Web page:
The High Resolution Imaging Experiment on NASA's Mars Reconnaissance Orbiter took the photograph Feb. 19. The image, released today, shows tan clouds billowing away from the foot of a towering slope, where ice and dust have just cascaded down.

The camera was tracking seasonal changes on Mars when it inadvertently caught the avalanche on film.

HiRISE mission scientist Ingrid Daubar Spitale of the University of Arizona was the first person to notice the avalanche when sifting through images.

"It really surprised me," she said. "It's great to see something so dynamic on Mars. A lot of what we see there hasn't changed for millions of years."

The full image reveals features as small as a desk in a strip of terrain 3.7 miles (6 kilometers) wide and more than 10 times that long, at 84 degrees north latitude. Reddish layers known to be rich in water ice make up the face of a steep slope more than 2,300 feet (700 meters) tall, running the length of the image.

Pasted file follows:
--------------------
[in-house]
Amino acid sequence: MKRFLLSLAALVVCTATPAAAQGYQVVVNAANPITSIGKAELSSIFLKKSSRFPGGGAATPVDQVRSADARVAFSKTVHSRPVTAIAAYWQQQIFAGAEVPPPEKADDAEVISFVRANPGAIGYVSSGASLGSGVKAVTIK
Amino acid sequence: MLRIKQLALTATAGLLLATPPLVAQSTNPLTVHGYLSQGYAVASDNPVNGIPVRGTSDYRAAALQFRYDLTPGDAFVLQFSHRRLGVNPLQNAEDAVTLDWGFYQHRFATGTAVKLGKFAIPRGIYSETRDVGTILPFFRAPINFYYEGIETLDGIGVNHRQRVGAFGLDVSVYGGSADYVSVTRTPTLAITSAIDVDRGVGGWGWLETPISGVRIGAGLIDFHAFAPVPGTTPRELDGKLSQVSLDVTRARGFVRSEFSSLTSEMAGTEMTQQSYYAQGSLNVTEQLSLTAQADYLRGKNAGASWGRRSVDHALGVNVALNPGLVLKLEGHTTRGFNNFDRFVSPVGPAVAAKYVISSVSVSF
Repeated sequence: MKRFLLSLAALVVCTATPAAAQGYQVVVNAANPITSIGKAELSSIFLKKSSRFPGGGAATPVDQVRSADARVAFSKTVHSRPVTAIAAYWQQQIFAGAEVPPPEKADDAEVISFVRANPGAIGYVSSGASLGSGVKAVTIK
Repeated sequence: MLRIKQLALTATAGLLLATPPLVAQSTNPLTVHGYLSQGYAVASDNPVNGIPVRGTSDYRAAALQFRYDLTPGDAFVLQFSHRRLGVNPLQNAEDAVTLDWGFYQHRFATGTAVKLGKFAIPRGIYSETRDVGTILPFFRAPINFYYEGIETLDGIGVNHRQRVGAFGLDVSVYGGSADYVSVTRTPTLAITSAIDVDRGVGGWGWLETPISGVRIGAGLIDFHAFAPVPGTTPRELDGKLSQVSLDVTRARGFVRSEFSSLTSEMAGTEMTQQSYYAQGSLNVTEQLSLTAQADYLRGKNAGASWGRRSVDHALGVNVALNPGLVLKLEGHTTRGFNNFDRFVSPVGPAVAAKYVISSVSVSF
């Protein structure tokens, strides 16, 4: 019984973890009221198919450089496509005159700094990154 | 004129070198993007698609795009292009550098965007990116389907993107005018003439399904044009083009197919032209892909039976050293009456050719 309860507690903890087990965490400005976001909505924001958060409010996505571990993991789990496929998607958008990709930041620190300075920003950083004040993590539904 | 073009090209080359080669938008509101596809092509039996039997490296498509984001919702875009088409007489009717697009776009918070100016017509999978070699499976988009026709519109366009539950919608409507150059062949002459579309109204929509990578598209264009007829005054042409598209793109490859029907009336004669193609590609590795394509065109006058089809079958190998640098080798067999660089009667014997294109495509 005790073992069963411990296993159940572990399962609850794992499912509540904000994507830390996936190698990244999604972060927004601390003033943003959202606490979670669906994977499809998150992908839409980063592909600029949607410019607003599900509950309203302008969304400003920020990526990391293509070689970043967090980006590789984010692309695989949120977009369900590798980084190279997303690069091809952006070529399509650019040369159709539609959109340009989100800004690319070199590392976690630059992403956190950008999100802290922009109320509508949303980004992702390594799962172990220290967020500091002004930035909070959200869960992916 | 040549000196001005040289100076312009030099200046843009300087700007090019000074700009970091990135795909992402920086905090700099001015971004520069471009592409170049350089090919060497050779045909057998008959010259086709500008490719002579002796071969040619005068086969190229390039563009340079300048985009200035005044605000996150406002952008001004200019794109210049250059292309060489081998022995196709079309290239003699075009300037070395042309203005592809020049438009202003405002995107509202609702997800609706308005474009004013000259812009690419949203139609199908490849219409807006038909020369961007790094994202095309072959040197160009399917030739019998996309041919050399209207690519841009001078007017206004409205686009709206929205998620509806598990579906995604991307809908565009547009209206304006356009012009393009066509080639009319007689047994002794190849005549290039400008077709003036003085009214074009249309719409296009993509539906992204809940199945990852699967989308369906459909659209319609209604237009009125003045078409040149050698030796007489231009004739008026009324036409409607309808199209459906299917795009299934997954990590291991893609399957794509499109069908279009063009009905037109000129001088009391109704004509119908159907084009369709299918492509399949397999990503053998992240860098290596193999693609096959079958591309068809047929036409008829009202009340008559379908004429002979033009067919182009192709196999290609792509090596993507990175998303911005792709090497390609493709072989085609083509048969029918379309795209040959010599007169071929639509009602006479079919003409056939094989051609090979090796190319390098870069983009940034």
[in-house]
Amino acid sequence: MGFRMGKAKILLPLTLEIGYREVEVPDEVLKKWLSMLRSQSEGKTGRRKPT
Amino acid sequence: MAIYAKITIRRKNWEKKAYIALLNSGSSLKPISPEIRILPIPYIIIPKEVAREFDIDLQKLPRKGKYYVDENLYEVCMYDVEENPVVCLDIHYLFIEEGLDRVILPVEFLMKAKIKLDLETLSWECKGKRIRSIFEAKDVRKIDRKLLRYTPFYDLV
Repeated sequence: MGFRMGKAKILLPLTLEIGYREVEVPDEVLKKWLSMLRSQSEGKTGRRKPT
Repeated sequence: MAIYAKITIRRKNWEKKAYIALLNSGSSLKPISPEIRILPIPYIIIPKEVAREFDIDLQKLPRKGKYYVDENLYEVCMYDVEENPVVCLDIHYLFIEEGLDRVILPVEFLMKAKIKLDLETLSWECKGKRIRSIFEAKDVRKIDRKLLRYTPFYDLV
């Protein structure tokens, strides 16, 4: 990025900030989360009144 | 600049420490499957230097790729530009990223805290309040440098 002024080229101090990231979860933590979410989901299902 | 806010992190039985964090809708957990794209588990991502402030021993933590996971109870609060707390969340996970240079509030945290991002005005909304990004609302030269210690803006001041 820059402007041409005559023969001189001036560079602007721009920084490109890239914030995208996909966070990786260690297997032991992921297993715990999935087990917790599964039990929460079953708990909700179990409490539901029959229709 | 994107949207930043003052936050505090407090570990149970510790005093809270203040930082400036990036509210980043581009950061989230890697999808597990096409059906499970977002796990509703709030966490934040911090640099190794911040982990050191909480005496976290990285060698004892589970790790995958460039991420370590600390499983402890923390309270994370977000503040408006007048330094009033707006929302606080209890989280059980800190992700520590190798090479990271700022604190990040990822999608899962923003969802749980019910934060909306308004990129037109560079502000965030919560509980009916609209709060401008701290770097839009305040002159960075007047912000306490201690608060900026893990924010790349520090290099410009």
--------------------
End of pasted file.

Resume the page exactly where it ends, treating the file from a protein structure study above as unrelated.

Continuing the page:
Mars' north pole is covered by a cap of ice, and it even snows there.

The scientists suspect that more ice than dust probably makes up the material that fell from the upper portion of the scarp.

"If blocks of ice broke loose and fell, we expect the water in them will be changing from solid to gas," said Patrick Russell of the University of Berne, Switzerland, a HiRISE team collaborator. "We'll be watching to see if blocks and other debris shrink in size. What we learn could give us a better understanding of one part of the water cycle on Mars."

What set off the landslide and whether such events are common on Mars is something else the team will be looking at.

"We don't know what set off these landslides," Russell said. "We plan to take more images of the site through the changing Martian seasons to see if this kind of avalanche happens all year or is restricted to early spring."